Cultural Theory and Psychoanalytic Tradition

Posted by | December 27, 2014 | Uncategorized | No Comments


Book Review: David James Fisher, 2009 “Cultural Theory and Psychoanalytic Tradition.”  Written by Nathan Szajnberg, MD; NYPSI and Columbia University. Wallerstein Research Fellow in Psychoanalysis. Training Analyst, Israel Psychoanalytic Society

Too rarely, a work, like some comet, soars into our psychoanalytic ken. This work, this comet, has collected the dust, debris, remnants of psychoanalytic history, then sweeps into our vision with news about our origins, explanations of our past that cast light on our present and possibly future trajectories. And, like some bygone Hayley’s comet, if we unfortunately miss its first past through our solar system, this psychoanalytic comet may pass by again.

Such is David James Fisher’s book, Cultural Theory and Psychoanalytic Tradition, which passed this way in 1991, but fortunately for us, is reissued. The reader will benefit with greater understanding of, for instance, our French psychoanalytic cousins, who in some ways live in another universe, as well as historical figures, including Romain Rolland, whose thought has been incorporated into our framework, often with our forgetting the origins of those thoughts.

Fisher, trained as a cultural historian and later as a psychoanalyst, opens his book with a remarkably candid account of his professional life trajectory so that we may understand his viewpoint when he writes, the lens through which he sees worlds. He studied in Wisconsin, then spent two years post-graduate work in Paris at L’Ecole Practique des Hautes Etudes. He is not just fluent in French, but more significantly, appears fluent in French cultural, particularly French intellectual culture, a segment of the Parisian life in which a philosopher, such as Sartre, ruled supreme, cut a public figure. When Fisher describes the universe of our psychoanalytic and intellectual French neighbors, when he returns from orbiting those spheres to orbit in our system, he brings unique understanding of our psychoanalytic universe, helps us understand better ways of thinking and being that unite and divide us.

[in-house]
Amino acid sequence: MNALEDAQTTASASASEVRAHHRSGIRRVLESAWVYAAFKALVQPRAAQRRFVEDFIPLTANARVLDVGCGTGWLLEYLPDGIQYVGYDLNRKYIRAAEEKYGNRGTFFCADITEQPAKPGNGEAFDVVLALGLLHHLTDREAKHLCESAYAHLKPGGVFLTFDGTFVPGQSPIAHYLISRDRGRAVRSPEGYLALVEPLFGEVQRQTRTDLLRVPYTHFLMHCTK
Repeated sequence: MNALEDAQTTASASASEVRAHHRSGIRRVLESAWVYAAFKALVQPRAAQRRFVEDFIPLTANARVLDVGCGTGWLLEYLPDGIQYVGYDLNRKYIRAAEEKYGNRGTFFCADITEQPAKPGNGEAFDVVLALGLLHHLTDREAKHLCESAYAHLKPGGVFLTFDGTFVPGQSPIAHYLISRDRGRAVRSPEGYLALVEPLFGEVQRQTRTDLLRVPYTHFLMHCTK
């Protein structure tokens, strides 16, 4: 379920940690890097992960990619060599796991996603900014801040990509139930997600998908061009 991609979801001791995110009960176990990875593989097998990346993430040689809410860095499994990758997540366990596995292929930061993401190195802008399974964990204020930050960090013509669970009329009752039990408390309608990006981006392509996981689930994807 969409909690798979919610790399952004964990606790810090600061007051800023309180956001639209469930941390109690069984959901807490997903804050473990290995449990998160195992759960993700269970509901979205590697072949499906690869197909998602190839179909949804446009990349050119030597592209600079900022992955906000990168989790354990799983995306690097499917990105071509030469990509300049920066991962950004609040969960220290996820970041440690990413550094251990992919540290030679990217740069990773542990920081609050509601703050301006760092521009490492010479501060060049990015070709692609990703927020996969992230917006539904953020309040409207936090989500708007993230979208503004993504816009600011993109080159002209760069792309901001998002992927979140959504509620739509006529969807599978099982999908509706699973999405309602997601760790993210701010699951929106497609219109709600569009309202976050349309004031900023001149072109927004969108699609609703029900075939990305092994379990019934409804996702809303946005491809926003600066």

I will not review the entire book, but give a flavor of it. The book has three sections: The history of psychoanalysis; cultural criticism; psychoanalysis of history (including psychohistory).

In the first section, we find essays on Lacan, Romain Rolland, Jung and Fenichel. He begins the Lacan chapter ironically, quoting another Frenchman, one of Freud’s teachers, Charcot: “La theorie c’est bon, mais ca n’empeche pas d’exister,” “Theory is good, but doesn’t prevent things (facts) from existing.” Lacan commits most of his professional life turning Charcot on his head. “lacan…subordinated … technique and clinical praxis to theoretical and even literary considerations. Science.. revolved around theory building….” For more on how this attitude of French thinking influenced a different path in the physical sciences at least until the early twentieth century, see Freeman Dyson’s essay in the New York Review of Books a few years back. Lacan insisted he was returning to original Freud, thereby denying an autonomous ego, deemphasizing affects and drives and building his theory based on de Sassure’s linguistics. Lacan was a devotee of the Surrealists. Fisher describes a polar Lacan: genius and imposter. His obscurity was “willed and calculated,” and towards the end of his life he built a cult about him, acting “tyrannically and capriciously.” What can we make of a man who announces in his public lecture, “..for the moment I am not fucking, I am talking to you. Well! I can have exactly the same satisfaction as if I were fucking….” (14)?